When in the 1930s in the US people began mass-producing Halloween costumes, celebrations of the festival were nearly unknown to the inhabitants of France. At the same time festival is paradoxically indigenous to the area where the modern-day French people live.
Celtic origins of Halloween
Celts were the Indo-European tribes, examples of which are Gauls (modern-day Frenchmen) and Britons. They had their own culture, way of life and course celebrations. Before the aforementioned celtic tribes became today's Frenchmen and Brits, they had their version of Halloween. The festival itself was called Hallow E'en or Samhain. It was connected with the worship of the god of darkness, Samhain. The name means "the end of summer". But how come summer ends in November, one may ask?... It may surprise us, but druids have recognized only the summer and winter seasons. For the summer part of the year, another god reigned over nature. The celebrants of the Samhain believed, that during the Celtic New Year ghosts can communicate with the people. The festival lasted for seven days and has been celebrated in France, Scotland, Ireland and Wales.
Rommelbootzen: a Halloween of Lorraine
The people of Lorraine, a historic region in northeast France, have their original Halloween version. It is called Rommelbootzen or Nuit des betteraves grimaçantes (the night of the grimacing beets). It is connected with the custom of carving faces out of sugar beets. The carved vegetables have to be scary because they are meant to spook the people who see them. After the ephemeric artwork is done, the beets are placed on windowsills, crossroads, cemeteries or generally in places in which it could be noticed and make the desired effect, according to the malicious intents of the people who are behind the trick.
Fete de Sorciers
In November in France, several cities in France celebrate Fete de Sorciers, festival of witches and warlocks. The biggest celebrations are held in Lille and Morbecque (Haut de France), Chalindrey (Grand Est), Pennes Mirabeau (Provence). The origins of the festival stem from stories about the devil and witches, who were reported to be appearing in the vicinity of the places of the today's celebrations. Its participants dress up in costumes similar to those accompanying the celebration of Halloween. Celebrations include an exhibition of works of craftsmen and local products.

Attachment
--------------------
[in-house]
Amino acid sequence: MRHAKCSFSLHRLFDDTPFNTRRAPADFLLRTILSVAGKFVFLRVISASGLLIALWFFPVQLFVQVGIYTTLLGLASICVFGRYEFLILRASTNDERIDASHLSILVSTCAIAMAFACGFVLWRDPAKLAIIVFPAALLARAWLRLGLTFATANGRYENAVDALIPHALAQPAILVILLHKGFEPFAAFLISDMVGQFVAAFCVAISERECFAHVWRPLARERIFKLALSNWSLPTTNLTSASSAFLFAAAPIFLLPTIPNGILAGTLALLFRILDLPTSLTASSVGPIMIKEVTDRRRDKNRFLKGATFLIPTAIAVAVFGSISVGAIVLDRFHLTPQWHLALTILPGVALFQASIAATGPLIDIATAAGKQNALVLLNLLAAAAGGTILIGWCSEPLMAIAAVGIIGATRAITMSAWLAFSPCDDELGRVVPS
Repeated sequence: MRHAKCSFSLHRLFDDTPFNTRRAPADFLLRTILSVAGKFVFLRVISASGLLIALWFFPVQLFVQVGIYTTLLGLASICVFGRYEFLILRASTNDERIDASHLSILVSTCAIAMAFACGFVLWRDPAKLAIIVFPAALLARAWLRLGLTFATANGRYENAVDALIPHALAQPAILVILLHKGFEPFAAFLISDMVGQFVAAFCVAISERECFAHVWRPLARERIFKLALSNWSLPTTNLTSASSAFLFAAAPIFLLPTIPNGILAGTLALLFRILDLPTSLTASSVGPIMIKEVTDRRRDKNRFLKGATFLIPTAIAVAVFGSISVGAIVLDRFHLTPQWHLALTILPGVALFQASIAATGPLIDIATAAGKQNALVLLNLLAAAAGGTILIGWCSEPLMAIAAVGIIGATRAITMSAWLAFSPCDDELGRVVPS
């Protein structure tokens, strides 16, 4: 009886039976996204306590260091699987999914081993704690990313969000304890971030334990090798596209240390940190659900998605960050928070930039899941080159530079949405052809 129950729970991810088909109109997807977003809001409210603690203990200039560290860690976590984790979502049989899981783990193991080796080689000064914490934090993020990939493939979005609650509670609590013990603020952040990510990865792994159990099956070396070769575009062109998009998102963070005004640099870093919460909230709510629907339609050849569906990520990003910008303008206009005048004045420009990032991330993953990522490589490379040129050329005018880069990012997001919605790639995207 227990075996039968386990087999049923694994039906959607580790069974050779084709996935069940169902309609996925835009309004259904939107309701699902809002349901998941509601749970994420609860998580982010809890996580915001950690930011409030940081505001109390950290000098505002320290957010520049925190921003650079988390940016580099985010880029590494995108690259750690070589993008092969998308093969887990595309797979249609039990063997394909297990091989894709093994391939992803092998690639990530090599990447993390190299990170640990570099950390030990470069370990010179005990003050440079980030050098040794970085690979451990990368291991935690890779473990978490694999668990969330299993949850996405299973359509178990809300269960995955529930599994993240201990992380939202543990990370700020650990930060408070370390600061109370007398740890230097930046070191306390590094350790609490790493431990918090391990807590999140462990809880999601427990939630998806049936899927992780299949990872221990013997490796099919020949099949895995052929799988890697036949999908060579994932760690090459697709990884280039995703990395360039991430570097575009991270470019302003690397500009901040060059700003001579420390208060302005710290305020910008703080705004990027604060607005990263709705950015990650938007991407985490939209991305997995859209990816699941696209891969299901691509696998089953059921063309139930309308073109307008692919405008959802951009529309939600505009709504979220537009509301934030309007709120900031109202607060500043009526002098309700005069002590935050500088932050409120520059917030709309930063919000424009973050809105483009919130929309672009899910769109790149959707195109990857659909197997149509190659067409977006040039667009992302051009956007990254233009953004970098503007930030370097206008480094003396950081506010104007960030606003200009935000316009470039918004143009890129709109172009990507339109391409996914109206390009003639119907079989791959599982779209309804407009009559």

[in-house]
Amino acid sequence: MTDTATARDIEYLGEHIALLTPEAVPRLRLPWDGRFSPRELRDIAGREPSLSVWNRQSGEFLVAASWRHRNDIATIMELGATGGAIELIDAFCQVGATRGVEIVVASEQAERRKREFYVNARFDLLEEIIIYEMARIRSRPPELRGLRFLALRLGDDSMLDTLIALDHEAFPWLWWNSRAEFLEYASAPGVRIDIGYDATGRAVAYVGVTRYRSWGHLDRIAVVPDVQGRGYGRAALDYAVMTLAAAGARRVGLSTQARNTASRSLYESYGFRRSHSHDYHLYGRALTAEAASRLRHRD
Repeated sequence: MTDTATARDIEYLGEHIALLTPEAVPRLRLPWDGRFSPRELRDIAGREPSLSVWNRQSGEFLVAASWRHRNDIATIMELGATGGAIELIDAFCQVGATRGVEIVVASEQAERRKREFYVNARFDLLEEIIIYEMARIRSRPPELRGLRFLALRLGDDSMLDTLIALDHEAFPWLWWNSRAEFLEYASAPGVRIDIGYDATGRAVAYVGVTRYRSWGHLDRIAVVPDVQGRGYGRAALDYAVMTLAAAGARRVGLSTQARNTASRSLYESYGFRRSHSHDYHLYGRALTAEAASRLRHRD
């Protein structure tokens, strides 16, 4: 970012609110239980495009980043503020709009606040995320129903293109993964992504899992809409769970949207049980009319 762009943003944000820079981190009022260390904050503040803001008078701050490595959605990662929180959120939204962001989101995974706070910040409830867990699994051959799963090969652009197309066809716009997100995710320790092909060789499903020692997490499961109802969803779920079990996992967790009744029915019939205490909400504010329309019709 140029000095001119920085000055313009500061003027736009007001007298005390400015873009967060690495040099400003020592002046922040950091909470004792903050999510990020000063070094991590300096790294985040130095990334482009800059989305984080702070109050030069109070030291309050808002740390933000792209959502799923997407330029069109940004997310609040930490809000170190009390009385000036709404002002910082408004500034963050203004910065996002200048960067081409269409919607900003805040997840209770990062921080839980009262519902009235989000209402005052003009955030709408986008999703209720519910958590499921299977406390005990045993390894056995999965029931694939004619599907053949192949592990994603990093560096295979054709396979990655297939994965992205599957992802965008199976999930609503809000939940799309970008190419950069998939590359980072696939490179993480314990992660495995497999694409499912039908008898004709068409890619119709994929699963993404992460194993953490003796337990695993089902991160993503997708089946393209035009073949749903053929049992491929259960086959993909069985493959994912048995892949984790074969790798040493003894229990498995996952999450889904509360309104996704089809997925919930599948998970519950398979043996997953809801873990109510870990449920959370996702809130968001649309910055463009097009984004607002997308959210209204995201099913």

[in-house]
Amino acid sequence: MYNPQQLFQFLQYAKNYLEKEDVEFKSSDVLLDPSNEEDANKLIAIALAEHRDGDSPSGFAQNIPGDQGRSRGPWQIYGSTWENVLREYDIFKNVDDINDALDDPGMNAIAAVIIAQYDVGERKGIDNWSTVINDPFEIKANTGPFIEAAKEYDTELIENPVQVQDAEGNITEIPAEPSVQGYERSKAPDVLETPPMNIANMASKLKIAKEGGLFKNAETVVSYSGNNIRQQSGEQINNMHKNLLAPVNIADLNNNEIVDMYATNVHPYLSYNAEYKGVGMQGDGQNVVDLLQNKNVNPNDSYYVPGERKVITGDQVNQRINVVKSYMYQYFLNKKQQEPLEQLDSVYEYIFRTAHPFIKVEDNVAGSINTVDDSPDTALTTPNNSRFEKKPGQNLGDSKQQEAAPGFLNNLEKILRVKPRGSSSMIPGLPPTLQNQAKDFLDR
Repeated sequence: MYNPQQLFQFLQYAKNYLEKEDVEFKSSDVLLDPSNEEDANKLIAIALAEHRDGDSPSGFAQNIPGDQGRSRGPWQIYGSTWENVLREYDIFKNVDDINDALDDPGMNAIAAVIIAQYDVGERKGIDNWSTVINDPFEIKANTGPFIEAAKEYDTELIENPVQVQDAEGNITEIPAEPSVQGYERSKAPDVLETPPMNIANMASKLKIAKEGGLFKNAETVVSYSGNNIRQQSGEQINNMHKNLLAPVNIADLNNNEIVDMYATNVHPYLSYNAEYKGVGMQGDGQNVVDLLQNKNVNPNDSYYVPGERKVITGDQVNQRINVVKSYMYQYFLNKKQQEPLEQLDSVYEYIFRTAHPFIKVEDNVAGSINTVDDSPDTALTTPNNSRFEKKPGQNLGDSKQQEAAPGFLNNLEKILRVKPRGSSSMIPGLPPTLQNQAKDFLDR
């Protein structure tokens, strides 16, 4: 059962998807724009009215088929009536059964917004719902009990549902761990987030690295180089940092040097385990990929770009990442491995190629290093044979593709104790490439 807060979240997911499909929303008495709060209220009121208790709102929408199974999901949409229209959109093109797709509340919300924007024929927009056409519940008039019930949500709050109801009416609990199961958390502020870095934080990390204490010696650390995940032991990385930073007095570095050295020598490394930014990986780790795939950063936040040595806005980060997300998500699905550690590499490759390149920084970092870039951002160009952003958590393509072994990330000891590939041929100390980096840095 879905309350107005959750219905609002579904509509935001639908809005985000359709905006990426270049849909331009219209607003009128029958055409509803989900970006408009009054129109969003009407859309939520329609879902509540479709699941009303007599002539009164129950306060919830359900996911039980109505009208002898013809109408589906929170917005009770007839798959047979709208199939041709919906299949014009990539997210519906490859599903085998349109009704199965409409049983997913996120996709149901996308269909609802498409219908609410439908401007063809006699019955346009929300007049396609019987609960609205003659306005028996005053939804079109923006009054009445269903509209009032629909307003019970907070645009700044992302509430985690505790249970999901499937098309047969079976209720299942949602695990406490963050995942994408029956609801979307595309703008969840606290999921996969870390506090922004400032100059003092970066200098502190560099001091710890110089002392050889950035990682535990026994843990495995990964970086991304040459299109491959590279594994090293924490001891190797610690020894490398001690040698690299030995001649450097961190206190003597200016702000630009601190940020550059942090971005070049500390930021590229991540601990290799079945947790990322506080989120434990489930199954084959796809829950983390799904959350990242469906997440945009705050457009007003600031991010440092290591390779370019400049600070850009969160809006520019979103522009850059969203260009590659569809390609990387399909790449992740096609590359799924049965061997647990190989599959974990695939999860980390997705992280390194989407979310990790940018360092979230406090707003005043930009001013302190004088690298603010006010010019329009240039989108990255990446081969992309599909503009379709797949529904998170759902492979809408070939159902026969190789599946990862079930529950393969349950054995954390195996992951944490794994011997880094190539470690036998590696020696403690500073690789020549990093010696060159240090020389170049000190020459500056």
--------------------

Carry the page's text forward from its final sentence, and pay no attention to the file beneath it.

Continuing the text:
The begging of the organized celebrations in France
Halloween in France is pretty unpopular. The French are protective of their culture, proud of it and don't like events that are too commercialized. Most of them think that Halloween is too American. Despite its unpopularity culture centres promote it. Due to it's commercial potential, some owners of shops try to merchandize it. The celebrations of the festival have no roots in the French culture. It is no coincidence that the first Halloween party, celebrated in France, was organized by owners of the bar named "American Dream". It happened in 1982 in Paris. From then on, celebrations began to appear gradually.
Halloween in Disneyland and other organized parties
Halloween is celebrated in Disneyland in Paris. One can meet here people disguised as the evilest and most malicious characters from cartoons, one examle for it is Cruella de Mon. How scarry!... North of Paris has Halloween attractions in the famous theme park, the so-called Parc Asterix. On that very day, the park offers a visit to the haunted village. There are various events held in the interiors of various French castles. Examples are Château de Thoiry near Paris and Château de la Barben in Provence. During those types of events, people are entertained by various types of Halloween-themed RPG games and workshops.
Questions asked by the Franch celebrants of Halloween
Although those questions are being asked rarely, because not so many children cultivate the custom of going door to door and demanding sweets, there are French substitutes for the famous British question: trick or treat?... Children ask either: "des bonbons ou un sort", meaning candies or a spell, or "betises ou friandises"- mischief or sweets? This tradition is not deeply rooted in France.
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